You can walk into any gym and watch someone load up a barbel and perform squats while hunching their back and buckling at the knees. Guess what? That person isn’t going to build muscle any faster than the one adding an appropriate weight and executing a perfect squat. In fact, the person sacrificing form to show off is likely to injure themselves, ultimately slowing down their progress toward their fitness goal as they recuperate.
So, when selecting a weight that is so challenging you can hardly make it to the end of your reps, take maintaining impeccable form into consideration. For example, if you can’t perform a bicep curl without using your back muscles to help, your weight is too heavy.
So, Low Reps or High Reps for Fitness Goals?
Now that we’ve established you should be lifting as (subjectively) heavy as you can while maintaining form, the question may become: should I be doing low reps or high reps for my fitness goal?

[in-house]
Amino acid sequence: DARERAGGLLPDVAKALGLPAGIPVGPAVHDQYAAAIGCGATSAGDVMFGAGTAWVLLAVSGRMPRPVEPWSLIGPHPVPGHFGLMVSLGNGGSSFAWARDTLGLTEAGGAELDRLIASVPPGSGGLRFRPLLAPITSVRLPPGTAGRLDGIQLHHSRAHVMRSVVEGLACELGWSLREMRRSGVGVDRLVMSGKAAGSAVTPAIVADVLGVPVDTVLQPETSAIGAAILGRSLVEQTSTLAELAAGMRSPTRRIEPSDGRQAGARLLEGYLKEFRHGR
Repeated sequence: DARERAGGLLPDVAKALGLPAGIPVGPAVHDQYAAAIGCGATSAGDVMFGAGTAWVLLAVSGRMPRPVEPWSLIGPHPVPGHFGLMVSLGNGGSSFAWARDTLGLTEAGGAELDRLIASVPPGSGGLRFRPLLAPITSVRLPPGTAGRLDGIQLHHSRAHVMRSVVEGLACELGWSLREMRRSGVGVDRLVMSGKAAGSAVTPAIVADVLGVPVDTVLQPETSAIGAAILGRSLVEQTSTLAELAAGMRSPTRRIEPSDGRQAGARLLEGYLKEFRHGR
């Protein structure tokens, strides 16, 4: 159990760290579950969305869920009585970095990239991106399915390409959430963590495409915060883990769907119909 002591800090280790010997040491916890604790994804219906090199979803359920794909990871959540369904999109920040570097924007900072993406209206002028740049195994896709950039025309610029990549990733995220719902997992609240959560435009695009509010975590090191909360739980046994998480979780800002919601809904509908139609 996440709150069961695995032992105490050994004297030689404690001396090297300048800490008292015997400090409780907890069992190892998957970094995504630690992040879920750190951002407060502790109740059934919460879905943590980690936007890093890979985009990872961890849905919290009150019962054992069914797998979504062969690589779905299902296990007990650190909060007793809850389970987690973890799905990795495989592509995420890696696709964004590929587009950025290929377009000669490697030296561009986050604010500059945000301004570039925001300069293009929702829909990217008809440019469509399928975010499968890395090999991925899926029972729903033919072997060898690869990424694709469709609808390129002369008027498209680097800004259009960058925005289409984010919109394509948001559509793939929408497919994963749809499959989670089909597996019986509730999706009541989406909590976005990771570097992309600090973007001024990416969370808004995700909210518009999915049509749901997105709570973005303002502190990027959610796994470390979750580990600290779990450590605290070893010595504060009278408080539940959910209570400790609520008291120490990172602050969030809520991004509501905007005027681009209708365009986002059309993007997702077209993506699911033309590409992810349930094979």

Again, the answer may surprise you because it’s *drumroll* both! We recommend starting with your main, compound exercises (like squats) and doing heavier weights for lower reps. Then, when you’ve completed exercises for the bigger muscle groups, focus on smaller and stabilizing muscles for slightly less weight at higher repetitions.
With this approach, you’re hitting all muscles and offering a combination of low and high reps to keep expanding your muscles’ time under tension. In this way, you can grow your muscles the fastest.
In addition to this combination, you should be prioritizing rest and recovery. Never lift the same muscle group two days in a row, and always give your body between one and three rest days between weightlifting sessions. Rest is as critical as weightlifting itself! You won’t reach your fitness goals without allowing your body the necessary recovery time.
As you can see, there is a lot to consider in your workout plan. For this reason, it might be better to hire a professional trainer or follow a workout plan designed by a fitness expert. If you do want to build your own workout routine, check out our tips here.